Quinton de Kock now walks around with the weight of the nation on his slight shoulders as captain of the Proteas. Photo: Ryan Wilkisky/BackpagePix
Quinton de Kock now walks around with the weight of the nation on his slight shoulders as captain of the Proteas. Photo: Ryan Wilkisky/BackpagePix

Pressure is mounting on Proteas and their captain

By Zaahier Adams Time of article published Feb 28, 2020

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CAPE TOWN – Quinton de Kock must be thinking how he got himself into this mess...

Only a couple of months ago, De Kock was a free-spirit. He played with freedom and gay abandon with the only responsibility of catching the ball behind the stumps and scoring runs at the top of the order.

He is still doing very well, in fact almost better than before, but now he walks around with the weight of the nation on his slight shoulders as captain of the Proteas in white-ball cricket.

His first couple of assignments haven’t gone according to plan with the Proteas losing both T20I series against England and Australia this summer, and only having a 1-1 drawn ODI series against England to show for their efforts.

It certainly wasn’t due to a lack of runs from De Kock.

The 27-year-old has been the highest run-scorer for the Proteas across all formats this season. He just hasn’t had the support from his teammates.

And to compound matters, De Kock now has to explain their failings on a regular basis as leader of the team.

“I’m still taking it in my stride. I’m still learning,” he said after the 97-run defeat to Australia. “There’s a lot of things that I didn’t see when I was just a normal player. Now I am seeing things and learning about the game and the thinking behind decisions.

“I am asking a lot of advice from Faf (du Plessis). I hope I can get better and put the results on the board.”

De Kock will also hope that his team get better, particularly at playing spin, with the ODI series looming.

South Africa only played left-arm wrist spinner Tabraiz Shamsi in the T20 series, while the Aussies’ spin twins Ashton Agar and Adam Zampa had great success.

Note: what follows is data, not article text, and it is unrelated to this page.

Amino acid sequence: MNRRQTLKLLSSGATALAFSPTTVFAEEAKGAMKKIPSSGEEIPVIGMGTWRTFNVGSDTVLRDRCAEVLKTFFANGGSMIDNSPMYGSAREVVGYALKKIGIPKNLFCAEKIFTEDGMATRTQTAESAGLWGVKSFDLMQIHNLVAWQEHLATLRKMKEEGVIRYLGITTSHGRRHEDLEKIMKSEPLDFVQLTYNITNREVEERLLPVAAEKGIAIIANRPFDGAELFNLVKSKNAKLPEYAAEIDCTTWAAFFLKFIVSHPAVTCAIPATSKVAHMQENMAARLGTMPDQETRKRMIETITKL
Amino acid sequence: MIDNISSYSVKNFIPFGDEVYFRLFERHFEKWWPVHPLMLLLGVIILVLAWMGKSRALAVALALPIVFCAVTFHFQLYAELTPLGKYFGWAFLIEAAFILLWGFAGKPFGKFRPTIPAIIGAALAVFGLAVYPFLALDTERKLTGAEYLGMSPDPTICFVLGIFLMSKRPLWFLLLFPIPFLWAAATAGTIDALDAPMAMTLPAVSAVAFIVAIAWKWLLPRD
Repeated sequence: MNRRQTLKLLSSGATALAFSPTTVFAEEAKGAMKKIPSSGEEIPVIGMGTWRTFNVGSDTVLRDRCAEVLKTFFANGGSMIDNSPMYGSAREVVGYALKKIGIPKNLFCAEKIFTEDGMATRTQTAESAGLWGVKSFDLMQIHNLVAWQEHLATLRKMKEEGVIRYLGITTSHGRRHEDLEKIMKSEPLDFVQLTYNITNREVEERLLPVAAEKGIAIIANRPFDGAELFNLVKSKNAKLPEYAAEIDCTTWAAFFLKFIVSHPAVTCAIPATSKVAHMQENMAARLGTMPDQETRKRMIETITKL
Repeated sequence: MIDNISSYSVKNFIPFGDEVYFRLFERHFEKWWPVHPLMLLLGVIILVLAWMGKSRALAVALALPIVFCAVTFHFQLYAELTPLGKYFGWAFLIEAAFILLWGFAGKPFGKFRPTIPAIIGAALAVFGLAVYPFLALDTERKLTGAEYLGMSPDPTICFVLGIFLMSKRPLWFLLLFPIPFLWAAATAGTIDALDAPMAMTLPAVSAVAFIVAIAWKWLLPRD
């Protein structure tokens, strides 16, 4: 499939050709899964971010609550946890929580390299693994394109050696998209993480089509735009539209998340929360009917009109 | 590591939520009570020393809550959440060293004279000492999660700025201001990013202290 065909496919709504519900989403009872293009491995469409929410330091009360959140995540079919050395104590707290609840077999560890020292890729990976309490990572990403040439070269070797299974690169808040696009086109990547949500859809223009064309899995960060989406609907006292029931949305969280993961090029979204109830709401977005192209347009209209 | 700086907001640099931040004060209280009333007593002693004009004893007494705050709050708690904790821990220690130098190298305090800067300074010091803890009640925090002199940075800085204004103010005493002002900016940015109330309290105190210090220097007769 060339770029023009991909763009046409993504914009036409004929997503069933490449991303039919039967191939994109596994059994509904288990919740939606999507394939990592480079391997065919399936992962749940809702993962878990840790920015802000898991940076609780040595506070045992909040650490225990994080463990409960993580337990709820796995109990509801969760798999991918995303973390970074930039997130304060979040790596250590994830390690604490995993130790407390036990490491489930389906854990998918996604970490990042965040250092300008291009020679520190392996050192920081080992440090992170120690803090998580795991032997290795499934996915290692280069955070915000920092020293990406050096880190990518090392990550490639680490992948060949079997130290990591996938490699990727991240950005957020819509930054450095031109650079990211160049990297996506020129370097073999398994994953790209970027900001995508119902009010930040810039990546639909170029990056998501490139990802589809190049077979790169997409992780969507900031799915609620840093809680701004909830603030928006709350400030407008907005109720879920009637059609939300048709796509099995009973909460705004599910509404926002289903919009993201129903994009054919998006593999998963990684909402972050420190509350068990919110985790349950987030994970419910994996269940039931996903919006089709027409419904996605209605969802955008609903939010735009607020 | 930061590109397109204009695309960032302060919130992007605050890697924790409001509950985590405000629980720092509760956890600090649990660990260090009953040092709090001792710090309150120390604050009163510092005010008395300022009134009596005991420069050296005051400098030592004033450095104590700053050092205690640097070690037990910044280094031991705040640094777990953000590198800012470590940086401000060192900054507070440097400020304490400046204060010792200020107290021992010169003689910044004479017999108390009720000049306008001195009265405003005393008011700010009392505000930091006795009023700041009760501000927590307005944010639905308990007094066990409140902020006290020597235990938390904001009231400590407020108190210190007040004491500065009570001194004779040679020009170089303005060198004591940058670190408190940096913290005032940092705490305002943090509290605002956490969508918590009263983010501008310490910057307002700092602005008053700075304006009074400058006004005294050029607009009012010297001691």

It is likely the tourists will continue to employ two spinners, particularly with the first ODI set for Boland Park in Paarl tomorrow.

“I don’t think it’s a technical thing. It can boil down to situations in the game. Or it could also be a confidence thing, I am not sure,” De Kock said.

“I am not in the other batsmen’s minds. We’ve got some really good players of spin. But in saying that, their two spinners bowled really well. They didn’t give much away.”

Equally, this group of players will need to find a way to be more consistent.

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The home international season has formed a pattern with South Africa winning the first game of the series before falling away.

Against Australia, they fought back to win the second game but then lost their path in the series decider once again.

“It wasn’t good enough doing it twice in one series but we’ve got to have a good look at ourselves and ask some honest questions,” said De Kock. “In this series we played one decent game and then obviously the other two are just a disappointment.

“It’s not really the way we want to go about things. When we chatted, we had an honest conversation about fighting back. We know they are a really strong team. When they are on top, they are hard to stop.

“We spoke about not giving them a sniff. They got a sniff and rode the wave.”

Proteas batsman Temba Bavuma is expected to be fit for tomorrow’s opening ODI after missing the entire T20 series against the Aussies with a hamstring strain.

@ZaahierAdams

 

Cape Times

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